VentureOut – Highlighting LGBT leaders in business.
Powered by StartOut. Written by Adam Sandel.
No one was gay in the tiny rural village of Chipping Sodbury, U.K. where Sarah Hodkinson grew up. If anyone was, she didn’t know it. While studying at Lancaster University, she learned that some people had same sex attractions — including herself.
“When I told my conservative, religious parents, they were very upset,” she says. “But over the past 20 years they’ve come around. I’ve brought girlfriends home, but we don’t really talk much about it.”
Since moving to London in 1996, and then arriving in the U.S. in 2002, the high-powered marketing executive, who is now Director of Marketing for PayPal’s Media Network, has been as out as anyone can be
“From the get-go I decided I was never going to be in an environment where I couldn’t be myself,” she says. “I’ve managed to leverage it as a plus. While some companies were reluctant to hire women in their mid-30s for fear they might get pregnant and leave, they knew that wouldn’t happen with me.”
Now known as “the Ellen of PayPal,” Hodkinson has turned her sexuality into a branding strategy. “I enjoy being that left of center, outspoken person. People love authenticity, which is incredibly conducive to building trust in the workplace.”
In 2010 she joined WHERE, a location-based mobile app company in Boston, developing strategic marketing partnerships with the likes of AT&T, Verizon, Amex and Sprint. They partnered with PayPal, which aspired to move beyond being an online payment mechanism to become a method of tender. In 2011, PayPal acquired WHERE, with its 90 employees, for $135 million.
WHERE was re-branded as the PayPal Media Network, with Hodkinson as its Director of Marketing and Sales Strategy, and the startup culture of its Boston office remained intact. “A lot of people stayed on after the acquisition,” she says of the company that is now close to 200 employees.
“We have 65,000 square feet of office space in Boston, so we founded Start Tank, a free incubation service that provides mentoring, support and small investments for early stage startups.”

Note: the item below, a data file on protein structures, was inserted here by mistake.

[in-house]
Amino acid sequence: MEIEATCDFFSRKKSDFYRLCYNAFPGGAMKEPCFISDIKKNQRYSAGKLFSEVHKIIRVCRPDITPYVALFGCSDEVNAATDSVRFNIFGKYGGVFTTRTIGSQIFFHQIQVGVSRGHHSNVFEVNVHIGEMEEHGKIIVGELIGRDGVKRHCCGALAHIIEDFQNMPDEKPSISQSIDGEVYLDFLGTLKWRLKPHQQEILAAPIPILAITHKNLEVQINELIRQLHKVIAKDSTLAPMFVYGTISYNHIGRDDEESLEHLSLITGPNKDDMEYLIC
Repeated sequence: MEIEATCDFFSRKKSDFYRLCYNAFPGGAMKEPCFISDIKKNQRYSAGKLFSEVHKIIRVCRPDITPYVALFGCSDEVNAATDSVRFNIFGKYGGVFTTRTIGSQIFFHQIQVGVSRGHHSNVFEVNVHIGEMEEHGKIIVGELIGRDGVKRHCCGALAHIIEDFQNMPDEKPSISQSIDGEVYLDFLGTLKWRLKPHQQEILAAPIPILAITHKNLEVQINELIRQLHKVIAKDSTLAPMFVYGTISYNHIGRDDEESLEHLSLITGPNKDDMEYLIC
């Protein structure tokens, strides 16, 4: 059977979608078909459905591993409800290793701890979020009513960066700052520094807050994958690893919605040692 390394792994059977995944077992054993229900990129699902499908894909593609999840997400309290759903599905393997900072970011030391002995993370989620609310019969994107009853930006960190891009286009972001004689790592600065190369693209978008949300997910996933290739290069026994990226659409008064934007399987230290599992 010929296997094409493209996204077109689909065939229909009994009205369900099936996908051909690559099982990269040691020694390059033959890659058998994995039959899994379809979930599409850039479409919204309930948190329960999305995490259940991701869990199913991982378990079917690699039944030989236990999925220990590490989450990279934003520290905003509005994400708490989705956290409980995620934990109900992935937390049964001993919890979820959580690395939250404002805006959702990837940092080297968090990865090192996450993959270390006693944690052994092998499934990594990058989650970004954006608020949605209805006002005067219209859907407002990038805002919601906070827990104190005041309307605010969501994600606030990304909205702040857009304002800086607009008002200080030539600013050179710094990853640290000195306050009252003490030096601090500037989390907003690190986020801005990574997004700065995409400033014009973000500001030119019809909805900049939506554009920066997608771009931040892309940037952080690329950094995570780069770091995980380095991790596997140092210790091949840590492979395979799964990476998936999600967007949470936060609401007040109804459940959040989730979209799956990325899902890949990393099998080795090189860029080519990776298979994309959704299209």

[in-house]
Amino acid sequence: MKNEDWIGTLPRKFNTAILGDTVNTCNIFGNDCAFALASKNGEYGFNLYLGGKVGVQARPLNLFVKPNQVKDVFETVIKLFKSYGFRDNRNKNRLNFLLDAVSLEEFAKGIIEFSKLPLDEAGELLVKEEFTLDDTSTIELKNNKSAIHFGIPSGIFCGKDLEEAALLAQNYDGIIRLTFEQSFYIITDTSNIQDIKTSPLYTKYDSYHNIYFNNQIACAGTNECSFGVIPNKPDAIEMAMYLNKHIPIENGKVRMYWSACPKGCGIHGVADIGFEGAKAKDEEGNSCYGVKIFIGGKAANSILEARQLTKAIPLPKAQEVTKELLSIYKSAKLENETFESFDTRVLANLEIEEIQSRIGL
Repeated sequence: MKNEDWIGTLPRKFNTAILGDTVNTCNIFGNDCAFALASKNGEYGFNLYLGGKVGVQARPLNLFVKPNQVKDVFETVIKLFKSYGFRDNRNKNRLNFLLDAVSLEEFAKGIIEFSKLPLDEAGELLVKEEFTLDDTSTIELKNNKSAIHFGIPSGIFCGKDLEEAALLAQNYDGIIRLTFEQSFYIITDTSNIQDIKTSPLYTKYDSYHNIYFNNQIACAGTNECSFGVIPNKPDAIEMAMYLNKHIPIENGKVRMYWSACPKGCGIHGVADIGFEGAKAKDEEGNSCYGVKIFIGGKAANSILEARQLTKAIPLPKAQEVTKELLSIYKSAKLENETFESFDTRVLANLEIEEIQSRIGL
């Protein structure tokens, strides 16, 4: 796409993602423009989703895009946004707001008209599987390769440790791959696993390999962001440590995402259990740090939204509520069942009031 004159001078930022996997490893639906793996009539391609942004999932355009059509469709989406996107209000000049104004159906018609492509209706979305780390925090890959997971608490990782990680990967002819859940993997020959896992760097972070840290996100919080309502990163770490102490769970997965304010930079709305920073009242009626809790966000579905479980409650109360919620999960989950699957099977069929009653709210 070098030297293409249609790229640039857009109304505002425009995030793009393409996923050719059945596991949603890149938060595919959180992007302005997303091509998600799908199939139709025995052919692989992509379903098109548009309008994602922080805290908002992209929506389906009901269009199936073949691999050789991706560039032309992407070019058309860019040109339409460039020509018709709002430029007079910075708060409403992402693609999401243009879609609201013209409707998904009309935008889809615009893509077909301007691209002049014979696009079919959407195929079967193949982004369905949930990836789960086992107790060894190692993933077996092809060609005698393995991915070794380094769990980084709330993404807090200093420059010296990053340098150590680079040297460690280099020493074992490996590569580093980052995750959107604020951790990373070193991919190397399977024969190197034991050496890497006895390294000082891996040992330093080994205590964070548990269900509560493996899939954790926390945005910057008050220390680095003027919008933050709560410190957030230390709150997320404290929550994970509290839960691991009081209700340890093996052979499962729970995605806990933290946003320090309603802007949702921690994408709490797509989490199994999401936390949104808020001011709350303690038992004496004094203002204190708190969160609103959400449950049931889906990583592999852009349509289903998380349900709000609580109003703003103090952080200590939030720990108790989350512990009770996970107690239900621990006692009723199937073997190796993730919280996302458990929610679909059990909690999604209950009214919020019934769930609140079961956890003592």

Hodkinson’s one word of advice for anyone in the startup world is: networking. “Networking is the key to success for any business: for access to capital, to secure the talent you need, and to secure relationships with other service providers.”
Her advice to LGBT professionals about coming out varies. “It depends on what industry you’re in. Media and tech are very progressive, so you should have no hesitation about being out.”
“In more conservative industries such as finance or corporate real estate, people fear that being out might impede them. It might not make sense to be out initially, but once you’re successful, coming out could help change attitudes within those industries.”
She also has advice on how companies could make their working environments more comfortable for LGBT employees. While visiting the Silicon Valley eBay on PayPal office, a sign in the cafeteria had a big impact on her. “There was a big board that said, ‘March with us for Pride,’ reaching out to both gay and straight employees.”
“It helps a lot when companies form LGBTA groups, and are vocal about supporting Pride and philanthropic groups that support the LGBT community. It’s the responsibility of the company’s leadership to foster the kind of culture that says it’s okay to be out at work.”